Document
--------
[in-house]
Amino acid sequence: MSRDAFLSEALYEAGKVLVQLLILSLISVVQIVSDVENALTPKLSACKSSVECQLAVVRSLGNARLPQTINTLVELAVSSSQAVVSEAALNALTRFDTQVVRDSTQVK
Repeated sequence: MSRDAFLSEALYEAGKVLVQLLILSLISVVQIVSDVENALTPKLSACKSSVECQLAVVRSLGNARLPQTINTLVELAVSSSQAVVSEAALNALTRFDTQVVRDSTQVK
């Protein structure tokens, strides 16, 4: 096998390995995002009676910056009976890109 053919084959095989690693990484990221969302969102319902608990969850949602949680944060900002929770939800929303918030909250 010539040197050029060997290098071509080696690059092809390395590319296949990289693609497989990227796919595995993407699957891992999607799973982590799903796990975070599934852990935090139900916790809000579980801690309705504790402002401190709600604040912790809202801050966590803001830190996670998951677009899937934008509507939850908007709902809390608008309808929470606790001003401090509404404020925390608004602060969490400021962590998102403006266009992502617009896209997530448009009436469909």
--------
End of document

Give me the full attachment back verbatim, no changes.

[in-house]
Amino acid sequence: MSRDAFLSEALYEAGKVLVQLLILSLISVVQIVSDVENALTPKLSACKSSVECQLAVVRSLGNARLPQTINTLVELAVSSSQAVVSEAALNALTRFDTQVVRDSTQVK
Repeated sequence: MSRDAFLSEALYEAGKVLVQLLILSLISVVQIVSDVENALTPKLSACKSSVECQLAVVRSLGNARLPQTINTLVELAVSSSQAVVSEAALNALTRFDTQVVRDSTQVK
């Protein structure tokens, strides 16, 4: 096998390995995002009676910056009976890109 053919084959095989690693990484990221969302969102319902608990969850949602949680944060900002929770939800929303918030909250 010539040197050029060997290098071509080696690059092809390395590319296949990289693609497989990227796919595995993407699957891992999607799973982590799903796990975070599934852990935090139900916790809000579980801690309705504790402002401190709600604040912790809202801050966590803001830190996670998951677009899937934008509507939850908007709902809390608008309808929470606790001003401090509404404020925390608004602060969490400021962590998102403006266009992502617009896209997530448009009436469909």